Spare a thought, though, for world No 17 Feliciano Lopez of Spain. With a limit of four players per country, per event, he was still not ranked high enough to make it into his national team.

London 2012 Olympics: Lord Coe is on the final stages of the race of his life to deliver the Games

It's the race of his life and Coe is on the final bend as Olympics loom

By
Patrick Collins

PUBLISHED:

21:54 GMT, 14 April 2012

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UPDATED:

21:54 GMT, 14 April 2012

A foggy morning in east London and, from the 23rd floor, the Olympic Stadium is no more than a hint on the horizon.

Yet Sebastian Coe sits with his back to the office window, as if even a glimpse into the gloom might emphasise the urgency of his task.

This Wednesday, the Games of the XXX Olympiad will be 100 days away. Reality is nudging his ribs. 'Time's gone so quickly. Flown by,' he says.

'You can sense the excitement by the little things that happen. The other day, in central London, I met a woman who was a volunteer, a bloke who was going to carry the torch and a girl who told me she was dancing in the opening ceremony. All inside 15 minutes on Oxford Street! It's happening out there. And not just at home.

Flying the flag: Lord Coe is relishing delivering the games to London

Flying the flag: Lord Coe is relishing delivering the games to London

'I don't believe I've ever witnessed so much international excitement about an Olympics. You feel it when you walk into the international training centre in Tokyo and you meet their gymnasts or their triathlon team and they just can't stop talking about London.

'They can't wait to get here. And that's typical. Dar-es- Salaam to Marrakesh, from Beijing to Los Angeles, there's people just longing to get to London.

'Everyone's always excited about going to an Olympic Games but there's something different this time, because it's London.'

The unprecedented speed at which tickets were sold effectively settled the debate about the nation's readiness to embrace the Olympics.

As Coe says: 'You don't tell the British people they're going to have a wonderful time, they'll figure it out themselves.

In a previous life: Seb Coe in his days as a top athlete

In a previous life: Seb Coe in his days as a top athlete

'I never thought we'd have a problem selling tickets because I think that sport actually matters to our public.'

There is something of the zealot about Coe as he pursues his theory: 'I've done countless miles, travelling this country. Seeing extraordinary people doing things they didn't know they had it in themselves to do.

'In Truro the other day one of our community leaders, a young girl, said to me, “I was doing nothing three years ago. Now I've got 20 kids in a playground coming to see me three nights a week”.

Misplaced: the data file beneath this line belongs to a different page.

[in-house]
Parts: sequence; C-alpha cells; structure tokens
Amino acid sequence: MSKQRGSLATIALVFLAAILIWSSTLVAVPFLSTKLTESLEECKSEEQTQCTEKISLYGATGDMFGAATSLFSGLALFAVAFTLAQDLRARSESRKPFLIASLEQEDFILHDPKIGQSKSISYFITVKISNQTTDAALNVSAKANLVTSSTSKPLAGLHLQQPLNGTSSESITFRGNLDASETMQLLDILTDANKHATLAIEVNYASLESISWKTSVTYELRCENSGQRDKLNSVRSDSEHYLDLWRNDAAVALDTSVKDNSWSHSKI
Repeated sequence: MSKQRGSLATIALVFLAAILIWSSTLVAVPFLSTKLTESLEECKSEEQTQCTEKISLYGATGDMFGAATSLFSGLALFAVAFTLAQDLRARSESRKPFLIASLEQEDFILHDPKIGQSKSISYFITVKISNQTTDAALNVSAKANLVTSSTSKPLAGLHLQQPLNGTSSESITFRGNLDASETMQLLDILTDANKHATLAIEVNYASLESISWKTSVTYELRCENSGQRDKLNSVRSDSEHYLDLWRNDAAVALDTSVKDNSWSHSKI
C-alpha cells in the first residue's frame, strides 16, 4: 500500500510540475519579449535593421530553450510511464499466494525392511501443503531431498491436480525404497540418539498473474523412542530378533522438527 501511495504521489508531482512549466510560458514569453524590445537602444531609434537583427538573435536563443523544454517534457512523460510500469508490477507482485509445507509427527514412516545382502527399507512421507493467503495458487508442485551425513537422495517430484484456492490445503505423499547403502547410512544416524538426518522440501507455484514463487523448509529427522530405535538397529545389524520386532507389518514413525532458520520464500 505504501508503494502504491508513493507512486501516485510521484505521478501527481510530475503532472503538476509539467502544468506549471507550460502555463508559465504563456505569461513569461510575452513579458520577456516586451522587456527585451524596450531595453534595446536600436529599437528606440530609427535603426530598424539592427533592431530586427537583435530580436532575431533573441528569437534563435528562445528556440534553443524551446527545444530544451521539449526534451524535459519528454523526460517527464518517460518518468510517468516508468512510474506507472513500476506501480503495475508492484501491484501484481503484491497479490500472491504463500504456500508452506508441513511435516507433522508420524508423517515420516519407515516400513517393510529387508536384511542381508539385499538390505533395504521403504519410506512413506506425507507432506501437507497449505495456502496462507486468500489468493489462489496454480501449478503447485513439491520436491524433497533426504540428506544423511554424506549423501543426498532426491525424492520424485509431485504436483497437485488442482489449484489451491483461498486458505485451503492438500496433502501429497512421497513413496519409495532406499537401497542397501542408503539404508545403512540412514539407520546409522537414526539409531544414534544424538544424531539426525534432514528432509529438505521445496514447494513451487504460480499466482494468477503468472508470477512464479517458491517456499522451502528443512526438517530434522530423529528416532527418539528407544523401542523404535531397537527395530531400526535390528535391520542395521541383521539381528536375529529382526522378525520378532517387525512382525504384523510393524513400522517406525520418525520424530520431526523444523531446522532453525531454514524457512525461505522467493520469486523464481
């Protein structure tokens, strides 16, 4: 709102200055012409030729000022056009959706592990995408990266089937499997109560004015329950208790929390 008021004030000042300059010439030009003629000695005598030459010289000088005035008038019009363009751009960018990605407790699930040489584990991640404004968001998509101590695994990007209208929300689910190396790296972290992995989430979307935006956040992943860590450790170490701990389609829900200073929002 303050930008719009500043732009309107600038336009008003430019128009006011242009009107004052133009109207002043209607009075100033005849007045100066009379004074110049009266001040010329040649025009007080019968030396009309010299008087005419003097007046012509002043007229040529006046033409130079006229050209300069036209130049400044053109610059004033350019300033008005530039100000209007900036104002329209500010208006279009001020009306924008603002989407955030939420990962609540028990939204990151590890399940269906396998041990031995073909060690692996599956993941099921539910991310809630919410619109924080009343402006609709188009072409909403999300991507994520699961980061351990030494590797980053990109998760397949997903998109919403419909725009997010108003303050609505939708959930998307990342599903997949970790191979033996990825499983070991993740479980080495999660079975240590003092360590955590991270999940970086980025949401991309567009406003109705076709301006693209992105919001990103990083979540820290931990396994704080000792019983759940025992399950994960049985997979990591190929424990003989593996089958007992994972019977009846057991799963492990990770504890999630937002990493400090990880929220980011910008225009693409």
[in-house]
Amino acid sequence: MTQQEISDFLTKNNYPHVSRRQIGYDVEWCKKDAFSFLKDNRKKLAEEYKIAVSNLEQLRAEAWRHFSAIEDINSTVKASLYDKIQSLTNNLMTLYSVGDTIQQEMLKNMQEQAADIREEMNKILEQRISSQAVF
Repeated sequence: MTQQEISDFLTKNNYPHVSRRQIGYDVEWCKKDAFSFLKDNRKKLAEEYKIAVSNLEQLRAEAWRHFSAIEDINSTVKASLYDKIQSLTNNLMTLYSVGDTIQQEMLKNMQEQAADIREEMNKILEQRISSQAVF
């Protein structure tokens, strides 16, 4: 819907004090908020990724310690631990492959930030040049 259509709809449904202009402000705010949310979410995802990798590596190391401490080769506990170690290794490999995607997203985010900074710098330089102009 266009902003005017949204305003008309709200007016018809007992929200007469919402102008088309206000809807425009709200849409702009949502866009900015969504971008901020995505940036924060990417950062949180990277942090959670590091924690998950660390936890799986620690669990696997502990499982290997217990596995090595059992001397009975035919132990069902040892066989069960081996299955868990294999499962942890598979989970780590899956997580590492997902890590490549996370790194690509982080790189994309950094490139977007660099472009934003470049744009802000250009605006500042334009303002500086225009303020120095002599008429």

'It's amazing. We've got millions of kids involved in all sorts of things and 24,000 schools in our Get Set programme.'

His eight years as chairman of the organising committee have not been uniformly smooth, and the disruption of the Boat Race prompted inevitable Olympic speculation.

Coe calls last weekend's protest 'a monstrous piece of self-indulgence.'

Delivered: The Olympic Stadium was opened on time

Delivered: The Olympic Stadium was opened on time

But he pleads for perspective, and delivers a response culled from his previous life as a party politician: 'We have a long history of peaceful demonstrations, as long as they don't put athletes or spectators at risk.'

The success or otherwise of the London Games will be determined by the collective ability of the Organising Committee. Coe is confident in his team.

'They're the reason I don't get sleepless nights,' he says. 'Remarkable people. I was working here at about 10 the other night and a third of the staff were still here.

'The nearest I've seen to that kind of focus was many years ago; that little group who worked with me to get round two or four laps faster than the next guy. It reminds me a lot of those morning sessions I had with my Dad, when we'd be sitting there and saying, “OK let's look at what you did last night, let's modify this or change that”.

'For me, it's very similar. You are thinking minute by minute, the decisions are coming thick and fast.'

Park of dreams: The Olympic Stadium is the centre point of the Olympic Park

Park of dreams: The Olympic Stadium is the centre point of the Olympic Park

The larger questions are still looming; the nature of regeneration, the scope of the sporting legacy, the mark that the festival will leave on the country at large. But the hopes and fears of the nation revolve around the man who delivered the Games. Coe attempts to make light of the burden.

'I'm doing something I thoroughly enjoy and I instinctively understand,' he says. But when he thinks of the Raffles Convention Centre in Singapore, on the evening of July 6, 2005, when the IOC president opened an envelope to announce the triumphant city, does he never secretly wish that Jacques Rogge had said the word: 'Paris'

Coe is faintly shocked at the notion. 'No, no, no! Never!' he says. 'By the day, by the hour, I'm more convinced that it will be fantastic.

'Anyway, I've always felt that what we've had to deal with, even on the difficult days, has been trivial compared to what this could mean for generations to come.'

Come Wednesday, the days will dwindle to a precious few, and Coe's optimism will be tested as never before.

The Games of London will depend on the talents of the man and his team. We should wish them well.